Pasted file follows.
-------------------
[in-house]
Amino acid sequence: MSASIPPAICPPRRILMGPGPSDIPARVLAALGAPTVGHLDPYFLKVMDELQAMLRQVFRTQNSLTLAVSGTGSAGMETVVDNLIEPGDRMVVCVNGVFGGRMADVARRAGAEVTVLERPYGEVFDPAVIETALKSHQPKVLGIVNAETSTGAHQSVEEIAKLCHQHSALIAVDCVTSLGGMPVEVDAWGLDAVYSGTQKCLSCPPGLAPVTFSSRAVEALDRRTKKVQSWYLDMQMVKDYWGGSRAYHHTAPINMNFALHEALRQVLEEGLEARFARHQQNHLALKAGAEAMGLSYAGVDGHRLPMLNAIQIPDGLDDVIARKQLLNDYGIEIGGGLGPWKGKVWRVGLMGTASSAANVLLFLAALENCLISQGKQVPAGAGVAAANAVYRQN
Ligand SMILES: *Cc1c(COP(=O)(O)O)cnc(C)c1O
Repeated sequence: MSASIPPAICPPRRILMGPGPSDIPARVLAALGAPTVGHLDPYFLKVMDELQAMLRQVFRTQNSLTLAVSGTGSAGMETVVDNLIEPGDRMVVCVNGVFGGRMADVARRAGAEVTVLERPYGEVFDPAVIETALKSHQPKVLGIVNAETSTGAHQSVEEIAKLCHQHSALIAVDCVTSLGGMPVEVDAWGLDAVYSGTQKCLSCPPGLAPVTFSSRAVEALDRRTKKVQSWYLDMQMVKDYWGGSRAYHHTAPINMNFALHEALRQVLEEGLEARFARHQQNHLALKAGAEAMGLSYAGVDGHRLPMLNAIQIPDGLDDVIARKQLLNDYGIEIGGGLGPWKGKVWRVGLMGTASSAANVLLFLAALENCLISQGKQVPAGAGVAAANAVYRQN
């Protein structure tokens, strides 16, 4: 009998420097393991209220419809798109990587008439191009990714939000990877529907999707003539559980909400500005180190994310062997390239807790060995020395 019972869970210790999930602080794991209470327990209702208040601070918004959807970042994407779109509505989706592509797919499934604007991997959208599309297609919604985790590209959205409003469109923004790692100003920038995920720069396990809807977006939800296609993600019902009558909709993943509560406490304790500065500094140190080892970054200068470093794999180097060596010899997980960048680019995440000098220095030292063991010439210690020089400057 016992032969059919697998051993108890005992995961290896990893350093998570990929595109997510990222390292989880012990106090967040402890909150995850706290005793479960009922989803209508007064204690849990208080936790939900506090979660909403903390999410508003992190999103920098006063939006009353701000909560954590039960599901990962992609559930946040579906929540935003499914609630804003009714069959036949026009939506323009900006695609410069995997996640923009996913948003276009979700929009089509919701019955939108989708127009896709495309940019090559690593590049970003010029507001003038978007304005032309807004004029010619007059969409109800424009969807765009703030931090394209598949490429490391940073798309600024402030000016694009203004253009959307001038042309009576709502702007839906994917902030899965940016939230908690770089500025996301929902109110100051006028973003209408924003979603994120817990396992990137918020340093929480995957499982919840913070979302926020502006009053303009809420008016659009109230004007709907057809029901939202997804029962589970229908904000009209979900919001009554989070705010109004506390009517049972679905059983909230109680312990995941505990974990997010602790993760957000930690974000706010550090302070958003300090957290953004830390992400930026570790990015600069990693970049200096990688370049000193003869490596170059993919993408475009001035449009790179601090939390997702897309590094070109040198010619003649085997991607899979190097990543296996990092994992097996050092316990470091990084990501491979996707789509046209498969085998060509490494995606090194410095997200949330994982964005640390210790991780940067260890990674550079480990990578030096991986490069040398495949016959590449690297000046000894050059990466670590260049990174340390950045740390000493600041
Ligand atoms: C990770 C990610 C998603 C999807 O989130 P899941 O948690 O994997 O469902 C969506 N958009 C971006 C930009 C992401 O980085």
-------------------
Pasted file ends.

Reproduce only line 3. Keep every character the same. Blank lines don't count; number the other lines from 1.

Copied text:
Ligand SMILES: *Cc1c(COP(=O)(O)O)cnc(C)c1O